The only way is to manually edit the hard drive using a program like HxD. If you do this though, most likely the files won't be accessible by any program. For example, if you tried to open a file named abc\def.txt, you'd get a message that the directory abc doesn't exist.

share|improve this answer
    
+1 This is how I did a while back. I was easily able to use every single reserved character by directly editing the FAT directory entries. (It’s also possible in NTFS, but slightly more involved.) –  Synetech Nov 30 '13 at 22:05

Some operating systems prohibit some particular characters from appearing in file names: (Resource from Wikipedia)

/ slash used as a path name component separator in Unix-like, Windows, and Amiga systems. (The MS-DOS command.com shell would consume it as a switch character, but Windows itself always accepts it as a separator[2][vague])

\ backslash Also used as a path name component separator in MS-DOS, OS/2 and Windows (there is no difference between slash and backslash); allowed in Unix filename

? question mark used as a wildcard in Unix, Windows and AmigaOS; marks a single character. Allowed in Unix filenames

* asterisk used as a wildcard in Unix, MS-DOS, RT-11, VMS and Windows. Marks any sequence of characters (Unix, Windows, later versions of MS-DOS) or any sequence of characters in either the basename or extension (thus "." in early versions of MS-DOS means "all files". Allowed in Unix filenames,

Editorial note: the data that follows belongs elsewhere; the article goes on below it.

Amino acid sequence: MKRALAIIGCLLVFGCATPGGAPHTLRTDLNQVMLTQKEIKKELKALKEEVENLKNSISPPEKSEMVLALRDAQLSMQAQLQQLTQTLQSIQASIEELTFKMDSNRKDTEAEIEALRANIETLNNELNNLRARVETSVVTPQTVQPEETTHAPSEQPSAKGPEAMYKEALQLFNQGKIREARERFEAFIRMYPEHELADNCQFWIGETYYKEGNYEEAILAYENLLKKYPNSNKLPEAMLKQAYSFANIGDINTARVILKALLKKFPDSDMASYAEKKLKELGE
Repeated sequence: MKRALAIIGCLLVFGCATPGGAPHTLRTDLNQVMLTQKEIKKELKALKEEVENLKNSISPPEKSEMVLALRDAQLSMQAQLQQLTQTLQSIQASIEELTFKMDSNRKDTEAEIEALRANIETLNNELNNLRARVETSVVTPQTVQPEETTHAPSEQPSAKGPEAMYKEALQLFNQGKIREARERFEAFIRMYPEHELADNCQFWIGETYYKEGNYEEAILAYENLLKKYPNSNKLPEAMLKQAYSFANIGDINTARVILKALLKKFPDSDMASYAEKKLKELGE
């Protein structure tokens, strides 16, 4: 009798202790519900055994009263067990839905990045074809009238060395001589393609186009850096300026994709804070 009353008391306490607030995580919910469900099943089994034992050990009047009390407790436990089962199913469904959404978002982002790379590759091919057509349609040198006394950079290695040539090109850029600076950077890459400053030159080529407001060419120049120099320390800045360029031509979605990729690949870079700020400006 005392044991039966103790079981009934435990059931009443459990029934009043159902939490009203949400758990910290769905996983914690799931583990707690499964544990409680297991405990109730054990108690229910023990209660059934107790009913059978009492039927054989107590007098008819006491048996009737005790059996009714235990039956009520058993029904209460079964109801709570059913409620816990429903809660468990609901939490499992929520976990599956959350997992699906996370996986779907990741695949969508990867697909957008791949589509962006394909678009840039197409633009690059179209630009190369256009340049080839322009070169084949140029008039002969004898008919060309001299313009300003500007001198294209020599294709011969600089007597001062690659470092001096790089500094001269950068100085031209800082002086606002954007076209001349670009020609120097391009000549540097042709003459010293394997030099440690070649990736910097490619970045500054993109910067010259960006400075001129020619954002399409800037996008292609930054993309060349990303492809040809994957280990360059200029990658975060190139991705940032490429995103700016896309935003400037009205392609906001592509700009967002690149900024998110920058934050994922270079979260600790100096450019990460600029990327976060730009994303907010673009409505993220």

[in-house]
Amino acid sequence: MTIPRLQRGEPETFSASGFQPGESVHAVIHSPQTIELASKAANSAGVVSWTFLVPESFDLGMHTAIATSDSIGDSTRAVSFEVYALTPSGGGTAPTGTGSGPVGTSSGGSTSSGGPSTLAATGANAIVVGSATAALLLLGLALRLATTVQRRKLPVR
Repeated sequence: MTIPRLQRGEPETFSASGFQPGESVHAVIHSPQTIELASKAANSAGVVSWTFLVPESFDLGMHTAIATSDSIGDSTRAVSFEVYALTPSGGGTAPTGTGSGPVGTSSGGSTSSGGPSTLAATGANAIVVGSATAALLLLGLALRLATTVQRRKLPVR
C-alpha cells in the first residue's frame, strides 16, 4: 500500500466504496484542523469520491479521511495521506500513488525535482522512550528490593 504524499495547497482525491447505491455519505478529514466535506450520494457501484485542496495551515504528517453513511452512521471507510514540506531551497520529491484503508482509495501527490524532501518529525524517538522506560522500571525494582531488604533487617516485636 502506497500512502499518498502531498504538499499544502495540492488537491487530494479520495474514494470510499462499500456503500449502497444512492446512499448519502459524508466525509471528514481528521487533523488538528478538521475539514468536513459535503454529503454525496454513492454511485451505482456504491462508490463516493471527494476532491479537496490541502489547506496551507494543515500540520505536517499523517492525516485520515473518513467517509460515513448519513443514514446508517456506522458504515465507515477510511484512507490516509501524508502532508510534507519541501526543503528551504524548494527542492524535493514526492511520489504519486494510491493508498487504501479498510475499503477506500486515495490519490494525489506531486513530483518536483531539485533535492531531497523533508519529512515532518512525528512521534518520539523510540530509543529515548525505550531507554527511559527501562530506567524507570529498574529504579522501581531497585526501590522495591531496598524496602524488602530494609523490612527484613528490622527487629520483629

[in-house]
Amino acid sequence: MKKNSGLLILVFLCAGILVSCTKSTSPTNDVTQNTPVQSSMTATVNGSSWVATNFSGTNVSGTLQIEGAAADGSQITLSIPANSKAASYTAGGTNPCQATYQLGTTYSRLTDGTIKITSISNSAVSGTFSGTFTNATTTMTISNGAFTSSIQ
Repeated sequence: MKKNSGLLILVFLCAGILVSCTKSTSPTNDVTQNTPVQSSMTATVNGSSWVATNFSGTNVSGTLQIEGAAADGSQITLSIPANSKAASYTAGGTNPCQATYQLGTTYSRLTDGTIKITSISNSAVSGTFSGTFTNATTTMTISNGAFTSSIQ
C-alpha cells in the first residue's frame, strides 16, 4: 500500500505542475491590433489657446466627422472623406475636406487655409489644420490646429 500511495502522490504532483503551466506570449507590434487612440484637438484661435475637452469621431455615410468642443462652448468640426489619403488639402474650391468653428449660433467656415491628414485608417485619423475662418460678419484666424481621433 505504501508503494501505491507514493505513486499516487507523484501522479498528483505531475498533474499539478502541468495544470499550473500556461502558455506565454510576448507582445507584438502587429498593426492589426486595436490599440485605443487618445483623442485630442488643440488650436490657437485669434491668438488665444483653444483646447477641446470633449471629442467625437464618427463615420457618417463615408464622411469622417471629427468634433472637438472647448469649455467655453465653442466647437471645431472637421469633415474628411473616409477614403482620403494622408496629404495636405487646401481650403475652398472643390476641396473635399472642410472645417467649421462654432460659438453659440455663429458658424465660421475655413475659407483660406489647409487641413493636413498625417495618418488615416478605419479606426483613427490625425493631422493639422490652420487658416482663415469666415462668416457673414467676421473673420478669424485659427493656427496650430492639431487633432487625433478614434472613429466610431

: colon used to determine the mount point / drive on Windows; used to determine the virtual device or physical device such as a drive on AmigaOS, RT-11 and VMS; used as a pathname separator in classic Mac OS. Doubled after a name on VMS, indicates the DECnet nodename (equivalent to a NetBIOS (Windows networking) hostname preceded by "\".)

| vertical bar designates software pipelining in Unix and Windows; allowed in Unix filenames

" quotation mark used to mark beginning and end of filenames containing spaces in Windows

< less than used to redirect input, allowed in Unix filenames

> greater than used to redirect output, allowed in Unix filenames

. period allowed but the last occurrence will be interpreted to be the extension separator in VMS, MS-DOS and Windows. In other OSes, usually considered as part of the filename, and more than one full stop may be allowed.

share|improve this answer
1  
You can safely dial down the <bold> hyperbole: it is possible to import files with illegal characters, superuser.com/questions/31587. –  hyperslug Sep 11 '10 at 18:28
    
The question isn’t why can’t I use some characters in filenames; it is how can I force the use of reserved characters. As such, this answer is an answer to a different question. At most, this should be a comment with a link to the Wikipedia article. –  Synetech Nov 30 '13 at 22:10

You can install the Subsystem for Unix Applications if you're on Ultimate or Enterprise. From there you can create such names.

share|improve this answer

Your Answer

 
discard

By posting your answer, you agree to the privacy policy and terms of service.

Not the answer you're looking for? Browse other questions tagged or ask your own question.